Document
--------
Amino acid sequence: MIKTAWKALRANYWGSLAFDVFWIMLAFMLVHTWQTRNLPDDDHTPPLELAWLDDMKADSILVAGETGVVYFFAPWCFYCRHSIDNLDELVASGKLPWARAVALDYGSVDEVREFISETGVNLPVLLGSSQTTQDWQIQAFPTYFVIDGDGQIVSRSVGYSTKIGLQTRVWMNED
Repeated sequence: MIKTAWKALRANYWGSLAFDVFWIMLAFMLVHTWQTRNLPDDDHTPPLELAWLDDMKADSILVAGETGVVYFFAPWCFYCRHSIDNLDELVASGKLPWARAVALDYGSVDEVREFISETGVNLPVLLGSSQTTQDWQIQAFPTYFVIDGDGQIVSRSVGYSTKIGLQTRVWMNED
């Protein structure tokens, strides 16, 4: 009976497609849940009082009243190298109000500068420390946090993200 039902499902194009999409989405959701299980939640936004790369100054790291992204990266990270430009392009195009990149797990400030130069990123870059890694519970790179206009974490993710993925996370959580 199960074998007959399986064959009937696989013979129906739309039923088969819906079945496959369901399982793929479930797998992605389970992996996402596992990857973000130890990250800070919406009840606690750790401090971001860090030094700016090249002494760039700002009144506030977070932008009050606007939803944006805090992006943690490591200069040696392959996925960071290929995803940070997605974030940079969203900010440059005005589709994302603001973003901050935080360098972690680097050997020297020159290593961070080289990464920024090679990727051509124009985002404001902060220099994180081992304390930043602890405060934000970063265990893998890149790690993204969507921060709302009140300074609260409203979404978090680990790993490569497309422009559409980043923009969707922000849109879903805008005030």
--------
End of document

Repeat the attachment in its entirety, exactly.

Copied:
Amino acid sequence: MIKTAWKALRANYWGSLAFDVFWIMLAFMLVHTWQTRNLPDDDHTPPLELAWLDDMKADSILVAGETGVVYFFAPWCFYCRHSIDNLDELVASGKLPWARAVALDYGSVDEVREFISETGVNLPVLLGSSQTTQDWQIQAFPTYFVIDGDGQIVSRSVGYSTKIGLQTRVWMNED
Repeated sequence: MIKTAWKALRANYWGSLAFDVFWIMLAFMLVHTWQTRNLPDDDHTPPLELAWLDDMKADSILVAGETGVVYFFAPWCFYCRHSIDNLDELVASGKLPWARAVALDYGSVDEVREFISETGVNLPVLLGSSQTTQDWQIQAFPTYFVIDGDGQIVSRSVGYSTKIGLQTRVWMNED
């Protein structure tokens, strides 16, 4: 009976497609849940009082009243190298109000500068420390946090993200 039902499902194009999409989405959701299980939640936004790369100054790291992204990266990270430009392009195009990149797990400030130069990123870059890694519970790179206009974490993710993925996370959580 199960074998007959399986064959009937696989013979129906739309039923088969819906079945496959369901399982793929479930797998992605389970992996996402596992990857973000130890990250800070919406009840606690750790401090971001860090030094700016090249002494760039700002009144506030977070932008009050606007939803944006805090992006943690490591200069040696392959996925960071290929995803940070997605974030940079969203900010440059005005589709994302603001973003901050935080360098972690680097050997020297020159290593961070080289990464920024090679990727051509124009985002404001902060220099994180081992304390930043602890405060934000970063265990893998890149790690993204969507921060709302009140300074609260409203979404978090680990790993490569497309422009559409980043923009969707922000849109879903805008005030």